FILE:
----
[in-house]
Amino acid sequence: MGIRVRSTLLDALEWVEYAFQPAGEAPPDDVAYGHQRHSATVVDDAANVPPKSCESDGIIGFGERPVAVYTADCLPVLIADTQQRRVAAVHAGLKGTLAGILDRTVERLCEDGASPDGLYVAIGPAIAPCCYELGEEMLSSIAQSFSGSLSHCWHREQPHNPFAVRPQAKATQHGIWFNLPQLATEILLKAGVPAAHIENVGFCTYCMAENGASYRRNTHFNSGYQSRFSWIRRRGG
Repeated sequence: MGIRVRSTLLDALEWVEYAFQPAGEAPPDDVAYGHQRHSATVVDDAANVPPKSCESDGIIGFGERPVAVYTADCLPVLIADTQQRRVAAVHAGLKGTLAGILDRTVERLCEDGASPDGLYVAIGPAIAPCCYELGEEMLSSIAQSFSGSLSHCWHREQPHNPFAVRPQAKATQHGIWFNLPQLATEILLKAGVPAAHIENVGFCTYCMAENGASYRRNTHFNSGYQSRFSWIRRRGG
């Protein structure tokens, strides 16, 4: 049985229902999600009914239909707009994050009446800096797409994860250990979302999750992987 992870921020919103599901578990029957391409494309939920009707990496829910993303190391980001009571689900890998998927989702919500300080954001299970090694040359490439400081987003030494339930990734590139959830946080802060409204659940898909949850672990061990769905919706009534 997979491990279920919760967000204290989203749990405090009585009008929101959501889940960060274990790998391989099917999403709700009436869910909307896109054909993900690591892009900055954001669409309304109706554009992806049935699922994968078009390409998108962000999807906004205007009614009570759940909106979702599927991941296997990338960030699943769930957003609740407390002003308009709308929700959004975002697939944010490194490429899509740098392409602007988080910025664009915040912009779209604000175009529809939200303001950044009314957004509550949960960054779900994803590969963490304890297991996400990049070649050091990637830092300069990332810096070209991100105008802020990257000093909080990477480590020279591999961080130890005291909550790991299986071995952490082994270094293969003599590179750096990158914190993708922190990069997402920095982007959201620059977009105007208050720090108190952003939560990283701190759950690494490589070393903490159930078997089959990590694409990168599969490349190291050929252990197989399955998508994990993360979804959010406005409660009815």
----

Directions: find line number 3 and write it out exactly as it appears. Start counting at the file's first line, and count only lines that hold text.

Repeated sequence: MGIRVRSTLLDALEWVEYAFQPAGEAPPDDVAYGHQRHSATVVDDAANVPPKSCESDGIIGFGERPVAVYTADCLPVLIADTQQRRVAAVHAGLKGTLAGILDRTVERLCEDGASPDGLYVAIGPAIAPCCYELGEEMLSSIAQSFSGSLSHCWHREQPHNPFAVRPQAKATQHGIWFNLPQLATEILLKAGVPAAHIENVGFCTYCMAENGASYRRNTHFNSGYQSRFSWIRRRGG